12 Oct Rutherford County, Tennessee’s History of Locking Up Kids For Nothing
It’s easy for the adults who run the United States’ justice system to condescendingly scold children for their behavior and praise their own role in punishing it. Actions have consequences, these adults will say. But, when it comes to the U.S.’s justice system, children face consequences for their illegal — and, at least some times, legal and innocent — on a daily basis while the adults in charge rarely do. There’s no better example of that dichotomy than Rutherford County, Tennessee, a county that recently made headlines for locking up kids for crimes that don’t even exist.
On Friday, Oct. 8, Nashville Public Radio’s Meribah Knight and ProPublica’s Ken Armstrong published a devastating article about the history of Rutherford County’s juvenile justice system and how locking kids up for crimes that don’t exist was par for the course. Aptly titled “Black Children Were Jailed for a Crime That Doesn’t Exist. Almost Nothing Happened to Adults in Charge.”, the article tracks how Judge Donna Scott Davenport, who labeled herself the “Mother of the County,” oversaw Rutherford County’s juvenile justice system over a time period in which she locked up kids in 48% of its cases. (For comparison’s sake, the statewide average is a still-too-high five percent.)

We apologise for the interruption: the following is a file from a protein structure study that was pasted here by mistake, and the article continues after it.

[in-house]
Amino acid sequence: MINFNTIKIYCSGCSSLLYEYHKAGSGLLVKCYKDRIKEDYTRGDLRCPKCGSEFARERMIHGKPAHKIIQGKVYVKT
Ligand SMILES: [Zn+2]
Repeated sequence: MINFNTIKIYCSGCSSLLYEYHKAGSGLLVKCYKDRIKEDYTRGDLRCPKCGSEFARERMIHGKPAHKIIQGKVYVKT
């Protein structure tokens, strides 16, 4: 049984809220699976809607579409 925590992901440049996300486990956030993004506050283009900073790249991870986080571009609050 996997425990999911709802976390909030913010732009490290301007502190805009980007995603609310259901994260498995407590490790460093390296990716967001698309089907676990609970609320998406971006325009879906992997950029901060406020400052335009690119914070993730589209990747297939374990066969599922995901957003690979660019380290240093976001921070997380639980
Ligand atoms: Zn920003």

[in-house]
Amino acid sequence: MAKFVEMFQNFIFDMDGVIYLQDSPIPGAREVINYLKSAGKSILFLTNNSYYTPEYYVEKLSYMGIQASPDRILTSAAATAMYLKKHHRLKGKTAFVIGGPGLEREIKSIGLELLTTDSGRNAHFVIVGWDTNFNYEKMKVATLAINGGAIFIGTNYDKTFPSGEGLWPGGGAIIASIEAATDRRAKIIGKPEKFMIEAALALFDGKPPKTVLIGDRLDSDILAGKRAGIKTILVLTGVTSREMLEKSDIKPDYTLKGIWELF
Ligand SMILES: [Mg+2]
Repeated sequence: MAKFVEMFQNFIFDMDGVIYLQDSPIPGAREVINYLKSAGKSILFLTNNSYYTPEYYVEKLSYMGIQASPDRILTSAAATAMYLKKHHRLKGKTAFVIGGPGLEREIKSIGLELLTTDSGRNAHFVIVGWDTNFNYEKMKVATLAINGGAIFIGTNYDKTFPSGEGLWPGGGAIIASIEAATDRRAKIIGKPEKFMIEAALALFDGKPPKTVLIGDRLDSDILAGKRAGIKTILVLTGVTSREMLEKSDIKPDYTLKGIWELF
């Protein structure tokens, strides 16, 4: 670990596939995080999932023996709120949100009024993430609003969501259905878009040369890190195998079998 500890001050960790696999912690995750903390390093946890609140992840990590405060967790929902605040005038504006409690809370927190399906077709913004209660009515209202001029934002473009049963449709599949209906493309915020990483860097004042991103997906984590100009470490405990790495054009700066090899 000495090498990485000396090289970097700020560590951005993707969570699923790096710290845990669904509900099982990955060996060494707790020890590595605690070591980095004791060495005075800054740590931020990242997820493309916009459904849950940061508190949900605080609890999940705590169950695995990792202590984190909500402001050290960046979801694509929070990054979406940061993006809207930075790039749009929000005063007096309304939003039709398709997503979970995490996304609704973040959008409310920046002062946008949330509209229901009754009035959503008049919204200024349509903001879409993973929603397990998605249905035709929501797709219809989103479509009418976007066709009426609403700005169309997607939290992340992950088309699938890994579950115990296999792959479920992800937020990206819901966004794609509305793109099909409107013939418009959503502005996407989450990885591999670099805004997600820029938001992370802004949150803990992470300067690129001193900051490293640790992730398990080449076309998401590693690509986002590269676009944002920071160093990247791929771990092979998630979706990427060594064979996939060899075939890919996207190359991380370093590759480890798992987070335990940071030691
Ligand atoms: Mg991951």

For the county’s juvenile justice system’s leader, locking up kids was part of Rutherford County’s business.
Incredibly, Davenport seems to wear her resume of locking Rutherford County kids up as a badge of honor more than anything else. Knight and Armstrong’s article quotes her as once telling the Murfreesboro’s Daily News Journal that she’s harsh: “I know I’m harsh, I’m very harsh. I like to think I’m fair, but I’m tough.”
While she points out that she has purportedly only “locked up one 7-year-old in 13 years,” Davenport acknowledges that, once you turn eight, things change: “But 8- and 9-year-olds, and older, are very common now.” Yet, because she’s essentially the judge and jury in all of these juvenile cases, she can do as she sees fit. In fact, she says, this makes her even more valuable: “And that is why I should get 12 times the pay.”
She might not be making 12 times as much as she got when she made that comment, but Davenport still runs the juvenile court and brings in $176,000 in taxpayer money for a salary every year. The budget she maintains has now jumped from $962,444 in 2005 to $3.69 million in 2020. And, when Davenport went before the county commission’s public safety committee, she made it clear even that wasn’t enough, asking for a 23% increase.
But, for at least one commissioner, Michael Wrather, Davenport deserves it. “I’ve said this for years and years,” he said. “If we have a judge that has a box in the courtroom with belts in it, that requires young people to put a belt on and hold their pants up in a courtroom, I’m all for it.” According to him, Davenport deserves praise, not consequences: “Good job.”